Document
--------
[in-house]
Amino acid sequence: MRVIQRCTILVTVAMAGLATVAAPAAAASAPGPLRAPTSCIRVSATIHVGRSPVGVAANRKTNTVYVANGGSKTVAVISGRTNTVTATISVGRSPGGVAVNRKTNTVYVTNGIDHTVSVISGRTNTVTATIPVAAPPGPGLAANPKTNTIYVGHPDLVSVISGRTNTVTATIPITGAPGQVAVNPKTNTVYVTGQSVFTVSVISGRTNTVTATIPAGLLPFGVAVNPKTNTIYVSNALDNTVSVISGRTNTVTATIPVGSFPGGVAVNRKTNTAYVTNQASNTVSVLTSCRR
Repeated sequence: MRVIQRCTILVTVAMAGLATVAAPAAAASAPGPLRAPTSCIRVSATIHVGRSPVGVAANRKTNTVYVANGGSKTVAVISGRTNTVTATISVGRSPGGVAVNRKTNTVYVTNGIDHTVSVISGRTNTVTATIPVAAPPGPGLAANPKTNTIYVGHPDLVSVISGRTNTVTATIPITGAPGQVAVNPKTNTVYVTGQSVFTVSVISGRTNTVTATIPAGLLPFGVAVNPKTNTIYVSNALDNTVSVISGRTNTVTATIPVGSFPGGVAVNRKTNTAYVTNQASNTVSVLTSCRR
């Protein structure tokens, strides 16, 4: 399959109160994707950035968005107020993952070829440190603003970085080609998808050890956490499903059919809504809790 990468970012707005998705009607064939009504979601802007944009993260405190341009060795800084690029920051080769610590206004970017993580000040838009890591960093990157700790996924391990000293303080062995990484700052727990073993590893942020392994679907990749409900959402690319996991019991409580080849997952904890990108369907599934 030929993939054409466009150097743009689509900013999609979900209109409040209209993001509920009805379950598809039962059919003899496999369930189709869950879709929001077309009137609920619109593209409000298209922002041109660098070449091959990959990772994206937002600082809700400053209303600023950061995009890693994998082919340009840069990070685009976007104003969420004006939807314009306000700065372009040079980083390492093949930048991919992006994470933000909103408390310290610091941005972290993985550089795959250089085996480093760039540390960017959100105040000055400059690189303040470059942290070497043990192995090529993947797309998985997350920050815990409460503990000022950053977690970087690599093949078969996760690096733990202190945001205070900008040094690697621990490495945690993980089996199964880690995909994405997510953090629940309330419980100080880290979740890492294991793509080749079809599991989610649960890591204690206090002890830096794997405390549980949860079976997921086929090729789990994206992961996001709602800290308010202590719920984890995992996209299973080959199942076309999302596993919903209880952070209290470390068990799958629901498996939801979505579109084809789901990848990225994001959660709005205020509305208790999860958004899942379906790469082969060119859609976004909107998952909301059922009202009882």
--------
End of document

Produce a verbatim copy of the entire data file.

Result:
[in-house]
Amino acid sequence: MRVIQRCTILVTVAMAGLATVAAPAAAASAPGPLRAPTSCIRVSATIHVGRSPVGVAANRKTNTVYVANGGSKTVAVISGRTNTVTATISVGRSPGGVAVNRKTNTVYVTNGIDHTVSVISGRTNTVTATIPVAAPPGPGLAANPKTNTIYVGHPDLVSVISGRTNTVTATIPITGAPGQVAVNPKTNTVYVTGQSVFTVSVISGRTNTVTATIPAGLLPFGVAVNPKTNTIYVSNALDNTVSVISGRTNTVTATIPVGSFPGGVAVNRKTNTAYVTNQASNTVSVLTSCRR
Repeated sequence: MRVIQRCTILVTVAMAGLATVAAPAAAASAPGPLRAPTSCIRVSATIHVGRSPVGVAANRKTNTVYVANGGSKTVAVISGRTNTVTATISVGRSPGGVAVNRKTNTVYVTNGIDHTVSVISGRTNTVTATIPVAAPPGPGLAANPKTNTIYVGHPDLVSVISGRTNTVTATIPITGAPGQVAVNPKTNTVYVTGQSVFTVSVISGRTNTVTATIPAGLLPFGVAVNPKTNTIYVSNALDNTVSVISGRTNTVTATIPVGSFPGGVAVNRKTNTAYVTNQASNTVSVLTSCRR
């Protein structure tokens, strides 16, 4: 399959109160994707950035968005107020993952070829440190603003970085080609998808050890956490499903059919809504809790 990468970012707005998705009607064939009504979601802007944009993260405190341009060795800084690029920051080769610590206004970017993580000040838009890591960093990157700790996924391990000293303080062995990484700052727990073993590893942020392994679907990749409900959402690319996991019991409580080849997952904890990108369907599934 030929993939054409466009150097743009689509900013999609979900209109409040209209993001509920009805379950598809039962059919003899496999369930189709869950879709929001077309009137609920619109593209409000298209922002041109660098070449091959990959990772994206937002600082809700400053209303600023950061995009890693994998082919340009840069990070685009976007104003969420004006939807314009306000700065372009040079980083390492093949930048991919992006994470933000909103408390310290610091941005972290993985550089795959250089085996480093760039540390960017959100105040000055400059690189303040470059942290070497043990192995090529993947797309998985997350920050815990409460503990000022950053977690970087690599093949078969996760690096733990202190945001205070900008040094690697621990490495945690993980089996199964880690995909994405997510953090629940309330419980100080880290979740890492294991793509080749079809599991989610649960890591204690206090002890830096794997405390549980949860079976997921086929090729789990994206992961996001709602800290308010202590719920984890995992996209299973080959199942076309999302596993919903209880952070209290470390068990799958629901498996939801979505579109084809789901990848990225994001959660709005205020509305208790999860958004899942379906790469082969060119859609976004909107998952909301059922009202009882």